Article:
Stop, Collaborate and…Vote! Help solve climate change with MIT’s Climate CoLab Project

By August 28th, 2013 at 10:55 am | Comments (7)

Do you have an idea about how to approach climate change?  You’re not alone.  Thousands of other people around the world are coming up with potential solutions to one of the world’s most challenging problems, but until now they have not been able to easily connect. MIT’s Climate CoLab is attempting to change this by bringing together innovators from across the globe to collaborate and develop solutions to the problem of climate change.

The basic idea of the Climate CoLab is similar to Wikipedia or Linux in that it harnesses “micro-contributions from many people around the world,” as Laur Fisher the CoLab’s Community and Partnerships Manager describes.  To do this, the CoLab runs annual competitions, in which anyone can submit a proposal that addresses a climate change issue.  Members of the CoLab community, including general public and experts in the field, are then encouraged to provide feedback on the entries, and eventually expert judges select finalists. A second cycle of feedback then begins for the finalists to allow thorough development of the proposals, and in the end the public votes on the winners.  Fisher describes that the goal of the CoLab is to facilitate a “transparent contest.” She notes that “anyone can comment and everything is open.” This year’s competition is currently in its final round of judging, and all participants are encouraged to vote until the end of August on their favorite proposals.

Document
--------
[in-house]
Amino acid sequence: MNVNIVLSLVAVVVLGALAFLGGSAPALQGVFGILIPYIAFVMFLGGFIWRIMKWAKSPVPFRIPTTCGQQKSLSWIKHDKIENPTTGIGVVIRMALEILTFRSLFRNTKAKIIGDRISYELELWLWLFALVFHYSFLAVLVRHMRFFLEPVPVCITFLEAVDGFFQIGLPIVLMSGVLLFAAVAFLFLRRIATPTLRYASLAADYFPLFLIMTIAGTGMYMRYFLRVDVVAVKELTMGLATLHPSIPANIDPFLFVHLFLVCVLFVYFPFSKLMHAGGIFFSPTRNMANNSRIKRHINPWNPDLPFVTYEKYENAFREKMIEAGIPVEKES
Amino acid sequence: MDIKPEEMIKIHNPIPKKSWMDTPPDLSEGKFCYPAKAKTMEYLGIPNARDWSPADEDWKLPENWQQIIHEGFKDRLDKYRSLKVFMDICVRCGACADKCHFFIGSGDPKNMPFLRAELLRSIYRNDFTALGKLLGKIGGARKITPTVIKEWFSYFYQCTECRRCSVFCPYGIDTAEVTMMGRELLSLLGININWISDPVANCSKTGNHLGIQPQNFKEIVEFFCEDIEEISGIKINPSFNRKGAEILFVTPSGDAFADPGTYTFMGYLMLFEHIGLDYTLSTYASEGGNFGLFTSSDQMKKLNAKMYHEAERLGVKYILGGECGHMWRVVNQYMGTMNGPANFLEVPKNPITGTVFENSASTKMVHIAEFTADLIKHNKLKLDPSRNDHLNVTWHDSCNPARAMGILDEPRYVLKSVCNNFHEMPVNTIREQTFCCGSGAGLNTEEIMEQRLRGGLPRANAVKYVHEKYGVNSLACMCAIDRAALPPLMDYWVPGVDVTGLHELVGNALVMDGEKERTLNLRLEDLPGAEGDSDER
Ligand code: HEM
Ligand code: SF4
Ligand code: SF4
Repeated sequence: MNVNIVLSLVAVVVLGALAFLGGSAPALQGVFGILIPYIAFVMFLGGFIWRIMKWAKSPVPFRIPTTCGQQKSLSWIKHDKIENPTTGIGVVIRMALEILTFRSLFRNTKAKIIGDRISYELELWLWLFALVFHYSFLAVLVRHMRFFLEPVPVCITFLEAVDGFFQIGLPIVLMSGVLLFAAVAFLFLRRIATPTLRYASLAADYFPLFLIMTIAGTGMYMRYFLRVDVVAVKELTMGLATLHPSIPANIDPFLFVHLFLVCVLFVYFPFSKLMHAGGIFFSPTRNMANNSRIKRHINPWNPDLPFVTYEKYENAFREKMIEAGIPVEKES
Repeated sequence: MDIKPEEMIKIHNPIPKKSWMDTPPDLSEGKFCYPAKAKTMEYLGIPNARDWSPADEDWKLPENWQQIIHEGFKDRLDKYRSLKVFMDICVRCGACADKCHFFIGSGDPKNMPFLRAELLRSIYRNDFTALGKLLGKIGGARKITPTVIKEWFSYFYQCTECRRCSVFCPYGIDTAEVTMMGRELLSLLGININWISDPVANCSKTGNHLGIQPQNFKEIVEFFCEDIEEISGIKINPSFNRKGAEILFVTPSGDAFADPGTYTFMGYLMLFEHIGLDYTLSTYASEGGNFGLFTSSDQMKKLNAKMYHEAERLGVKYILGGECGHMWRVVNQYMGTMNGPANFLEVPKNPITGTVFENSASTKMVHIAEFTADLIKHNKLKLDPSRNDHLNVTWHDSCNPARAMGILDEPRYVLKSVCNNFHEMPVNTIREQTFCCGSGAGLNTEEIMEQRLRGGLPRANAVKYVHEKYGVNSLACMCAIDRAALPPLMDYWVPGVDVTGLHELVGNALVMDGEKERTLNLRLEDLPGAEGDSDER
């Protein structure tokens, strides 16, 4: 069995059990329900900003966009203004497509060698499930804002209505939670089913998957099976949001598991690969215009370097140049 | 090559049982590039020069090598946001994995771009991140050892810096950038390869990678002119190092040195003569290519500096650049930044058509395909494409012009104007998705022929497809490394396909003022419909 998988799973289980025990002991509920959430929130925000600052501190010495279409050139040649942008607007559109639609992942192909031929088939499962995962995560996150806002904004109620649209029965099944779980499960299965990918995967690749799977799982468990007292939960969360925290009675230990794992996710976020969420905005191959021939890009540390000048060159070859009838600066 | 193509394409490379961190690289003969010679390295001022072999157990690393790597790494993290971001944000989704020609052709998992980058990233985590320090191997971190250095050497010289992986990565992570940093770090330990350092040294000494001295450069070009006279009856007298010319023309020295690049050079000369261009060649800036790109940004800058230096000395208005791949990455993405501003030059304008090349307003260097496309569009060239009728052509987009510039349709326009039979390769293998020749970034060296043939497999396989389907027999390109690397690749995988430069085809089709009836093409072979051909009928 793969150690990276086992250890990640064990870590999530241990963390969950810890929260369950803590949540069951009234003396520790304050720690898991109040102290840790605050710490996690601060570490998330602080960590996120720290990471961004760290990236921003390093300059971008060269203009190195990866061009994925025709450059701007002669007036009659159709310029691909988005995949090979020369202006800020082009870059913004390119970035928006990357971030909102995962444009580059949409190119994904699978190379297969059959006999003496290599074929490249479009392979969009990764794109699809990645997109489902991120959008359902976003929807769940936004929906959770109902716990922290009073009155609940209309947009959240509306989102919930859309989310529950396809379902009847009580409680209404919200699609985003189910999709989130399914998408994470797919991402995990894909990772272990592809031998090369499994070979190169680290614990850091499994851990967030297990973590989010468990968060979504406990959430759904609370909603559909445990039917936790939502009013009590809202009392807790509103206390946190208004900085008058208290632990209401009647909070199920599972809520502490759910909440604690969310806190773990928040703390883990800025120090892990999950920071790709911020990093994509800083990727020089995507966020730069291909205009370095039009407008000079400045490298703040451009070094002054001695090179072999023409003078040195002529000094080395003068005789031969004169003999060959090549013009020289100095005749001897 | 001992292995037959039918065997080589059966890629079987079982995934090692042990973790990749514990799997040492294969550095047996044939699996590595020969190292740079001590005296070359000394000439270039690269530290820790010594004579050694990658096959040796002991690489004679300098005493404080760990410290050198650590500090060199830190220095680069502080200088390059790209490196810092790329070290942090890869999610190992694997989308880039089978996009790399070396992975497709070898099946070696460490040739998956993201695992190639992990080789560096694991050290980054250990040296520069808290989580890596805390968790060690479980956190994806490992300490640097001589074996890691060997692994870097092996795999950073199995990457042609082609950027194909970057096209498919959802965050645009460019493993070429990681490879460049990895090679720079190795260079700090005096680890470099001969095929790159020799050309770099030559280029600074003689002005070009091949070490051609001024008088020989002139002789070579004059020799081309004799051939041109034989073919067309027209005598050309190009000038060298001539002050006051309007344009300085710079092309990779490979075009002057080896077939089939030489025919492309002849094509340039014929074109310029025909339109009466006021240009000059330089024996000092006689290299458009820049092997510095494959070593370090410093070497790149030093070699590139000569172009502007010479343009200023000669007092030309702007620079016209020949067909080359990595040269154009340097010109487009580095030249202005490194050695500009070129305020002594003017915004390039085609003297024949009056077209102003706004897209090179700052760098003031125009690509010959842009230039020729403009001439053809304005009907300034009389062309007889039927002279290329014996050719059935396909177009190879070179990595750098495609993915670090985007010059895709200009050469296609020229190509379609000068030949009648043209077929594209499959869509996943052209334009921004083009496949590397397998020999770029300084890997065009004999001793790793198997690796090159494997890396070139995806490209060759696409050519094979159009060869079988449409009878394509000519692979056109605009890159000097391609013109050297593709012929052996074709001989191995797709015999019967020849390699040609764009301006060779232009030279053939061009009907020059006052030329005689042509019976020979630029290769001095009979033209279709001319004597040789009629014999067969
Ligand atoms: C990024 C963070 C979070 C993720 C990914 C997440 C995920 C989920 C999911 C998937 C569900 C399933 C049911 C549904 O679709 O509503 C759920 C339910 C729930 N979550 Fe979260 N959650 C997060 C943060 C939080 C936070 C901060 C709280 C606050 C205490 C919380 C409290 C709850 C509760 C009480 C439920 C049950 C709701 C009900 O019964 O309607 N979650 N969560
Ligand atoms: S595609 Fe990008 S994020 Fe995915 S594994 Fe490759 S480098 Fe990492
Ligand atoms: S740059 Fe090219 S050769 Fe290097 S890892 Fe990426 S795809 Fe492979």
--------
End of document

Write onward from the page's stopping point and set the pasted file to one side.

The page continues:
Illustration of the competition process

This year, the Climate CoLab ran 18 different competitions that address different aspects of climate change – for example, there was a contest focused on hydraulic fracturing “fracking;” one was titled “urban adaptation: climate resilient cities;” and one addressed the efficiency of buildings. Proposals were submitted from around the world – from Asia, to Central and South America, and even Iceland – and the applicants came from all education levels and professions.  Fisher asserts that the CoLab needs this diversity of members “because the issue of climate change is such a global issue, but then it’s also complex – there’s no one solution.”

The winning proposals will be announced shortly after the voting ends, and the authors will be invited make presentations at the Climate CoLab’s yearly conference on November 6-7.  The conference is free for anyone to attend, and the theme this year is “Crowds and Climate,” focusing on the role crowds play in addressing climate change – an interesting topic for anyone involved in a citizen science project! At the conference, the next competitions will also be announced for those who are eager to submit a proposal.

Voting for this year’s proposals closes at midnight (EDT) on August 31. Get started!


Emily Lewis is a PhD candidate in chemistry at Tufts University, where she investigates industrially important catalysts on the nanoscale. She received her BS and MS degrees from Northeastern University, and her thesis work investigated fuel cell catalysts under real operating conditions. She loves learning about energy and the environment, exploring science communication, and investigating the intersection of these topics with the policy world. When she’s not writing or in the lab, you’ll probably spot Emily at the summit of one of the White Mountains in NH. Follow her: @lewisbase,

7 Responses to 'Stop, Collaborate and…Vote! Help solve climate change with MIT’s Climate CoLab Project'